Michel Eyquem de Montaigne was born in 1533 and died (following an attack of kidney stones, like his father) in 1592. His mother was of Marrano descent; her family had been Sephardic Jews, forced into Catholicism. Montaigne himself was always formally obedient to the Church. ‘Otherwise’, he wrote, ‘I could not keep myself from rolling about incessantly. Thus I have kept myself intact, without agitation or disturbance of conscience.’ In this respect, he was somewhat the precursor of Evelyn Waugh, who said that, had he not been a Catholic, he would scarcely have been human. Montaigne, however, was a genial man of no officious piety; a dutiful mayor of Bordeaux, unaggressive lord of his modest Périgordin manor, and a courtier without grand ambition. His essays advocated good-humoured acceptance of the vagaries of human life. For all his formal orthodoxy, he was a manifest sceptic: ‘There is’, he observed, ‘no hostility that exceeds Christian hostility.’ In practice, he preferred the Stoic amor fati to religious absolutism and abominated the righteous cruelty of those with undoubting convictions: ‘It is putting a very high price on one’s conjectures to have someone roasted alive on their account.’ Sarah Bakewell takes this to be an allusion to the spate of witch-hunting which accompanied the religious wars, but it is no great stretch to see in it a reference to the ongoing series of autos-da-fé on the other side of the Pyrenees. For those who choose to read him so, Montaigne was a bit of a crypto-Jew.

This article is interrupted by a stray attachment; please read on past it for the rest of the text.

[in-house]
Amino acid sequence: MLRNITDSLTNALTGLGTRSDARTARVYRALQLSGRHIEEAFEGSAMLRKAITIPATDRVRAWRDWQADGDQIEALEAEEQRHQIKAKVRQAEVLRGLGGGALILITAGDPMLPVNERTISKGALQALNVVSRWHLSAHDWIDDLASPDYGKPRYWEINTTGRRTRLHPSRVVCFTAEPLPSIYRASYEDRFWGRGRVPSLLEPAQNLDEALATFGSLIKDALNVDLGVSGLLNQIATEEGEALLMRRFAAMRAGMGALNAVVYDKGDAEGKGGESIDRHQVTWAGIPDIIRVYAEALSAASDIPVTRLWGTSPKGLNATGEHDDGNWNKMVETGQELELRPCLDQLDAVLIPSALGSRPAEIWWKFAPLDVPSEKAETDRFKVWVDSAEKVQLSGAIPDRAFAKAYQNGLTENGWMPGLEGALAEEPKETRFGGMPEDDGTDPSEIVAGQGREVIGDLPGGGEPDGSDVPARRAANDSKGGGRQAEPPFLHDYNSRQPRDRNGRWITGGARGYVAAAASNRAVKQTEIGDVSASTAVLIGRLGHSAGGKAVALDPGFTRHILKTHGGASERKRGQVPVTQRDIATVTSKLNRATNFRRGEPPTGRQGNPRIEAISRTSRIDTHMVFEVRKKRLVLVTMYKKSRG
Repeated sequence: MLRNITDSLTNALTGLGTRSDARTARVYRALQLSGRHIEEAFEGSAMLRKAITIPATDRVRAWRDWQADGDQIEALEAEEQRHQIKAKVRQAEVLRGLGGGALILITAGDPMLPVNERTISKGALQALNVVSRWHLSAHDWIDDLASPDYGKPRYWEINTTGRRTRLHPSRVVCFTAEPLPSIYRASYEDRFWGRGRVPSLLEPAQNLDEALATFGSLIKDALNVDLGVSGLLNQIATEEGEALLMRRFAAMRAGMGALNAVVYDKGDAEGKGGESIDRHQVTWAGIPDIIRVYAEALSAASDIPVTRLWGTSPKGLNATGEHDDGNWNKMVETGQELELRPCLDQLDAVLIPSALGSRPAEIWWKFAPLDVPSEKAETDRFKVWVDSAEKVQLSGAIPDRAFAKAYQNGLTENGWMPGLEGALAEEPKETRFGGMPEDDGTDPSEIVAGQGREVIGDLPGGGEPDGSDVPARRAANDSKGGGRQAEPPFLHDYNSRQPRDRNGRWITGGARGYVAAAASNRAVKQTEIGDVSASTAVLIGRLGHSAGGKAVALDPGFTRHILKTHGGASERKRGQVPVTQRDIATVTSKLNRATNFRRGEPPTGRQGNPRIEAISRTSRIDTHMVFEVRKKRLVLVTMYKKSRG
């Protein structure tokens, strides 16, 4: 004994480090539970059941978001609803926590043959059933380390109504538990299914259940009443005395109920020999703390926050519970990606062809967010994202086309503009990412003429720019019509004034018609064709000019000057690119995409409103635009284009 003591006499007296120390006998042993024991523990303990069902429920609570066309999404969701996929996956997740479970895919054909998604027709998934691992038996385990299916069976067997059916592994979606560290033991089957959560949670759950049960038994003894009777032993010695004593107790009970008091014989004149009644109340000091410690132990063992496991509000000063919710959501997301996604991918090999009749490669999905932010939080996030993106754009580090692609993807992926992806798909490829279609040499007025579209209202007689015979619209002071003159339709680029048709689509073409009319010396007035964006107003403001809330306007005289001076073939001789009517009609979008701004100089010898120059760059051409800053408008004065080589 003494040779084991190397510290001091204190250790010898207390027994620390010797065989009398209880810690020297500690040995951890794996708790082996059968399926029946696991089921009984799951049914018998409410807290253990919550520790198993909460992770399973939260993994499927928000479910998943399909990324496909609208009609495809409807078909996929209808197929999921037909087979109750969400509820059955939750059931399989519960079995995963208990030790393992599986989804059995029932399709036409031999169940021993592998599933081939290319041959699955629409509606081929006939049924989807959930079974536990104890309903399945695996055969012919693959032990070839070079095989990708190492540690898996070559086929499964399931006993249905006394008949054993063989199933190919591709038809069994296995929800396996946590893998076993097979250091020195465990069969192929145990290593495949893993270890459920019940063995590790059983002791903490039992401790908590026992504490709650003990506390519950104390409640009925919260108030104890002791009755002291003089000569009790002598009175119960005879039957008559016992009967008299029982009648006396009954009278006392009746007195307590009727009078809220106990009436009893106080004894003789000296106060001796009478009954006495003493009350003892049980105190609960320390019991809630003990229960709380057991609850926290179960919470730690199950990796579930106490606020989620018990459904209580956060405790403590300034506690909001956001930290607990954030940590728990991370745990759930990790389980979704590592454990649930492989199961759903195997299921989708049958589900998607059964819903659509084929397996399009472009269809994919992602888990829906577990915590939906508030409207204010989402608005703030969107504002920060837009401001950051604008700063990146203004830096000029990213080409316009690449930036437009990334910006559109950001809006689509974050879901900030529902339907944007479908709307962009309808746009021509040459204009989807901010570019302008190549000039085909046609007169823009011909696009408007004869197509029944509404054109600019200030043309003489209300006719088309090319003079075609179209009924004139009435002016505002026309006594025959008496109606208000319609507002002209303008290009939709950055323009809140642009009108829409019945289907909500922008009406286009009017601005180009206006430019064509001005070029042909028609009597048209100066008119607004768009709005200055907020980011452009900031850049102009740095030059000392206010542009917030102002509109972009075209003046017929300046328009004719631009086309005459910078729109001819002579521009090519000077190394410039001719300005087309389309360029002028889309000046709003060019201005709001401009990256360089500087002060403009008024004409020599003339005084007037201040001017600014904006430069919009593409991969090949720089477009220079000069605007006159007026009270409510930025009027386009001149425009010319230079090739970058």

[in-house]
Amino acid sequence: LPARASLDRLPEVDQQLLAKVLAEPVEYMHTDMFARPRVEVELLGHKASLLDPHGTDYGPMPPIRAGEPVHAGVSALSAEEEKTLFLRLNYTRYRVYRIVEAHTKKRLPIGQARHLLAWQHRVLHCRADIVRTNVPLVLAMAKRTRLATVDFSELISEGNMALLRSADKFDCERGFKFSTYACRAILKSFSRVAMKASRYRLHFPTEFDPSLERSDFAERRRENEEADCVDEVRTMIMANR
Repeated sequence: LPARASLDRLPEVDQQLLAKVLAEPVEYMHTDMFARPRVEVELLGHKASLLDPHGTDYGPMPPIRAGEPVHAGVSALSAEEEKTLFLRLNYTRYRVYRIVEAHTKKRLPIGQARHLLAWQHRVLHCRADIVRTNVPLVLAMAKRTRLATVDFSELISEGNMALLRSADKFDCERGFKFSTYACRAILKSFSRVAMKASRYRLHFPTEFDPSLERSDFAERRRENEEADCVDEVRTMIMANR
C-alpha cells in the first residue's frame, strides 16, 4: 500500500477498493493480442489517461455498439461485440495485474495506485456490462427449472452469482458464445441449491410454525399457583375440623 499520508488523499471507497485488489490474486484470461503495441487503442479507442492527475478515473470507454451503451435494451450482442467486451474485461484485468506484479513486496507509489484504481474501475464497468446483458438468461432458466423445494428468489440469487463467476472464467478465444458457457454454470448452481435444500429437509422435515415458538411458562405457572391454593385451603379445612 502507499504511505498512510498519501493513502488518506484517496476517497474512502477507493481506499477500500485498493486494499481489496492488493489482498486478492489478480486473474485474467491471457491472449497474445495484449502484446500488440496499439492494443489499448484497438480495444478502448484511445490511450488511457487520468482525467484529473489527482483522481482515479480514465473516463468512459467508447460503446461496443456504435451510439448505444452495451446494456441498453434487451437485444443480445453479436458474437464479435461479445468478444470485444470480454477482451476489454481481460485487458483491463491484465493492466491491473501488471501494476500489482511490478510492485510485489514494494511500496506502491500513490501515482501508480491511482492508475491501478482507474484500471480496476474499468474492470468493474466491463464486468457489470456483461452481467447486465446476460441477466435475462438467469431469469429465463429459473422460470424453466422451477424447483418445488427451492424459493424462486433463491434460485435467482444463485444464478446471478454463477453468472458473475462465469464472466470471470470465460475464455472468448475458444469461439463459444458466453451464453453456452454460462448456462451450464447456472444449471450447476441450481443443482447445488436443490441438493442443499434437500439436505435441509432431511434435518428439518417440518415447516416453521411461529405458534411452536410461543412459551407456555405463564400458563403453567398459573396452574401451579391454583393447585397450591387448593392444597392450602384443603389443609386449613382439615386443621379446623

more from Frederic Raphael at Literary Review here.